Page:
Iraq: At least 10 dead as Bush defends policy
A series of bombs on Monday targeted Iraqi security forces in Baghdad, killing at least 10 people, officials said. Monday's violence started when two vehicles parked about 50 yards apart exploded in quick succession as a police patrol passed a bakery in a mainly Shiite area. According to the AP, police and hospital officials said four people, including a policeman who died at the hospital, were killed and nine others wounded.
The U.S. military said the Iraqi police were hit when explosives planted on a truck detonated as they were responded to the initial car bomb. The U.S. military gave a lower casualty toll, saying one Iraqi policeman was killed and two civilians were hurt.
In western Baghdad, a roadside bomb struck a military convoy with a truck carrying weapons in the mainly Sunni area of Yarmouk, killing three Iraqi soldiers and wounding four bystanders, police said. Two other roadside bombs apparently aimed at Iraqi army and police patrols elsewhere in the capital killed three people and wounded six others, police officials said.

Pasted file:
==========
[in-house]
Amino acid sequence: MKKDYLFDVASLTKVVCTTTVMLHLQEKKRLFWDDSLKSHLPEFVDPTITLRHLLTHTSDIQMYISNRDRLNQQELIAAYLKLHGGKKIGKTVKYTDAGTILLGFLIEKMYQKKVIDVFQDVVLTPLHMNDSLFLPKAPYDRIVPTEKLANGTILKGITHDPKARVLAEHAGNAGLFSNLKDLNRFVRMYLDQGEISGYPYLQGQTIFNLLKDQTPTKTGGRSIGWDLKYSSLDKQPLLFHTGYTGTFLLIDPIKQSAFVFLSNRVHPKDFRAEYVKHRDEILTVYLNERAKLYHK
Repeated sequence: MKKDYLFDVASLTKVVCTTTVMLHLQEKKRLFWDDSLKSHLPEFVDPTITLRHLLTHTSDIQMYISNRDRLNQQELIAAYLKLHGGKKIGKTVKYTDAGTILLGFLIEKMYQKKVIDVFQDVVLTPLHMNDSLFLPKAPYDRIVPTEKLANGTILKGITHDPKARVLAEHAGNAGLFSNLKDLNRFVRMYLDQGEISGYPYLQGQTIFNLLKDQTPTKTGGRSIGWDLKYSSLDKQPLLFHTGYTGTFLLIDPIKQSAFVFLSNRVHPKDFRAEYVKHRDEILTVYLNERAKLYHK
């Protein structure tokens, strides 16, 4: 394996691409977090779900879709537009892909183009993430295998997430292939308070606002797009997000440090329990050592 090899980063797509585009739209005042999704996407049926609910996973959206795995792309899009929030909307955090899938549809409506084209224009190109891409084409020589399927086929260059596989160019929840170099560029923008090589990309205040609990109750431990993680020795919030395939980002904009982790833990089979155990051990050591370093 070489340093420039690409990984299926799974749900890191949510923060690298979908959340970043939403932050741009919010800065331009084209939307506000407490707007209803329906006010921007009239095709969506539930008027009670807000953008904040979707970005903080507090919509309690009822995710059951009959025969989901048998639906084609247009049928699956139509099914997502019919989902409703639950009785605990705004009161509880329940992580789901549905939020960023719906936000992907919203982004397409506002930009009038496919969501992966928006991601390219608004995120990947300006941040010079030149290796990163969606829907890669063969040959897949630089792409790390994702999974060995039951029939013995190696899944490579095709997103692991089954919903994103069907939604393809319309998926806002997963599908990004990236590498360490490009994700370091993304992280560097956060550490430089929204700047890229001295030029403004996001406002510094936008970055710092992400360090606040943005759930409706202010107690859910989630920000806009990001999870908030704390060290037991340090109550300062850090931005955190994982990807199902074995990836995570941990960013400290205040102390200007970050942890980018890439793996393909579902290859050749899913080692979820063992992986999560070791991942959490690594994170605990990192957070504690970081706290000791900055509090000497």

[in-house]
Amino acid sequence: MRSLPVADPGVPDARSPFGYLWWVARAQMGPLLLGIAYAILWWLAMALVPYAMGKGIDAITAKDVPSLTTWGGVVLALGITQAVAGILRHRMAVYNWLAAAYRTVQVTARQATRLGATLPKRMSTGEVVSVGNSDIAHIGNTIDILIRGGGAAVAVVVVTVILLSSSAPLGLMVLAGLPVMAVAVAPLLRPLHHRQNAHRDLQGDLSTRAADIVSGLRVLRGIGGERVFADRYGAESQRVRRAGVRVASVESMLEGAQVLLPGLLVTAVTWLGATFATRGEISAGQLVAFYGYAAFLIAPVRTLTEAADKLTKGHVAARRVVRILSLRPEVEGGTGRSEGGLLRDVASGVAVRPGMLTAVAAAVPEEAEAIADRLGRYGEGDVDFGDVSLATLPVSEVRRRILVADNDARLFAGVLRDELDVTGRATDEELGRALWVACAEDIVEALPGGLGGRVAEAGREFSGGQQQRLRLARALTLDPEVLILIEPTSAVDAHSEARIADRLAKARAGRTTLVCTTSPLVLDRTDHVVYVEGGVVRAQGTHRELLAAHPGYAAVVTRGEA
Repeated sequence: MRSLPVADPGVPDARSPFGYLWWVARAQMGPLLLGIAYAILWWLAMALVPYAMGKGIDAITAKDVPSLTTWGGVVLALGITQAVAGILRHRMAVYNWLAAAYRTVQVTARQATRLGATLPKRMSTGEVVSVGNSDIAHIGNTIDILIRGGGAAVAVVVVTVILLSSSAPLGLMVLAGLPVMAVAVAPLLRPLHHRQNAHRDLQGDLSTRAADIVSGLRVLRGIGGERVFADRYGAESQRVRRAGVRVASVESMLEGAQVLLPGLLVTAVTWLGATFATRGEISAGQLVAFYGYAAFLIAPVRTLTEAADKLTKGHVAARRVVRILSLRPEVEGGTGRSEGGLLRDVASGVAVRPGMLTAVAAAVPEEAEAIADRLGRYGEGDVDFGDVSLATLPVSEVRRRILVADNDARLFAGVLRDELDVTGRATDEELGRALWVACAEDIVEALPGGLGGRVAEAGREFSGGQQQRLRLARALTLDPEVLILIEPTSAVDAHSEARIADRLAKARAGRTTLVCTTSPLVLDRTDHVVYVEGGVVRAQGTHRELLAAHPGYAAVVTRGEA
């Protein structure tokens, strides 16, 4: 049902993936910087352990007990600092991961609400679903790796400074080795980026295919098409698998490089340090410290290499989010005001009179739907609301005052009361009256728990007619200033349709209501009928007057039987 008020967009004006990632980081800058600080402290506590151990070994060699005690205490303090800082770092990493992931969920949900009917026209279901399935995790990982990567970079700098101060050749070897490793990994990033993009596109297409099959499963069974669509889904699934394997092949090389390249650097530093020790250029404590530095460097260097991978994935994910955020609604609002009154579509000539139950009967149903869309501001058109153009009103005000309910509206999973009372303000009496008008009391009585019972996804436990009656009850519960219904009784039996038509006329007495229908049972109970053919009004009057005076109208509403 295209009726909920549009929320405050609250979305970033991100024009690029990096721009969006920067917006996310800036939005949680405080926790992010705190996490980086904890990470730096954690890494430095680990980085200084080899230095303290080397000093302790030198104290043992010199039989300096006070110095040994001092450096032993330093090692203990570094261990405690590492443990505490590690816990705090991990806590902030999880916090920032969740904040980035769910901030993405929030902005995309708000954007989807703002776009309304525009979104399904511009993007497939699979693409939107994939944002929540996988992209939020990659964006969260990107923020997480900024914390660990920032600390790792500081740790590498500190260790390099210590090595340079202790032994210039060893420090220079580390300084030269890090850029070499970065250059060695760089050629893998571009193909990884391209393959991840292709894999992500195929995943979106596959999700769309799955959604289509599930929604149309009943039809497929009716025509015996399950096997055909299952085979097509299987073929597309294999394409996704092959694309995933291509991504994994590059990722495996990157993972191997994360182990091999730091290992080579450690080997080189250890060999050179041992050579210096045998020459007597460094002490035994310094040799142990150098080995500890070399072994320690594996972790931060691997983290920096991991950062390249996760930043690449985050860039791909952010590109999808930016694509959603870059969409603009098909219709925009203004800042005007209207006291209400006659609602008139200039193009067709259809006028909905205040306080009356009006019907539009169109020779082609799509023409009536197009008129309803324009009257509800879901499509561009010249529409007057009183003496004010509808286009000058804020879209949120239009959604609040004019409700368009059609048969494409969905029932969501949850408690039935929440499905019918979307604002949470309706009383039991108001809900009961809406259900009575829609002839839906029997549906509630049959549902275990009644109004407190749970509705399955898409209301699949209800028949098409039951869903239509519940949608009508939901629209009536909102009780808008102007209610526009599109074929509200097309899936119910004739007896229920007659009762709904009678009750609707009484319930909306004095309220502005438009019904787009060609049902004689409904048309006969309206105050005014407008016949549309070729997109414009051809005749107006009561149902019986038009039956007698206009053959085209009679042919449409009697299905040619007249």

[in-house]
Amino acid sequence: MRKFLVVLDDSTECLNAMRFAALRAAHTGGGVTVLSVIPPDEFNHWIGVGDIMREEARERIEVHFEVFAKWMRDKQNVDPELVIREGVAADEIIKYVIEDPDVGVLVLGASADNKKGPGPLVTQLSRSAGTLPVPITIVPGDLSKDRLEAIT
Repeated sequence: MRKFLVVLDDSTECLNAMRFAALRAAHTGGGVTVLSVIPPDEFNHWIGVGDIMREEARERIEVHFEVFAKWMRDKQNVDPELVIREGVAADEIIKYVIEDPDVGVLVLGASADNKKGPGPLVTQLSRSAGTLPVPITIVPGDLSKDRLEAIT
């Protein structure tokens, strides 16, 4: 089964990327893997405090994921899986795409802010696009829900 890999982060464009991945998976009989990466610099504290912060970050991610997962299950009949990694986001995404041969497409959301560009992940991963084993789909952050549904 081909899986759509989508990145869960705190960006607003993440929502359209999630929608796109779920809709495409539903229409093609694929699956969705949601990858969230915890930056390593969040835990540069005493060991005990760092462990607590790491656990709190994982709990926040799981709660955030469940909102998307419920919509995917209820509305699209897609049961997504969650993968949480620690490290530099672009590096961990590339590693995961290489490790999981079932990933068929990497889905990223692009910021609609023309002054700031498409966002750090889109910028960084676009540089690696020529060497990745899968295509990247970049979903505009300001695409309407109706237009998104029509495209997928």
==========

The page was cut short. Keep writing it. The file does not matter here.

The U.S. military confirmed that three Iraqi soldiers also were killed in Baghdad. C
Also Monday, the U.S. military announced that a U.S. soldier died the day before of a non-combat related injury near Samarra north of Baghdad.
Meanwhile, in Washington, U.S. President George W. Bush said he did the right thing in sending an additional 30,000 American troops to Iraq to lower the level of daily violence and to stabilize life. "The question is, in the long run, will this democracy survive, and that's going to be a question for future presidents," he told reporters.
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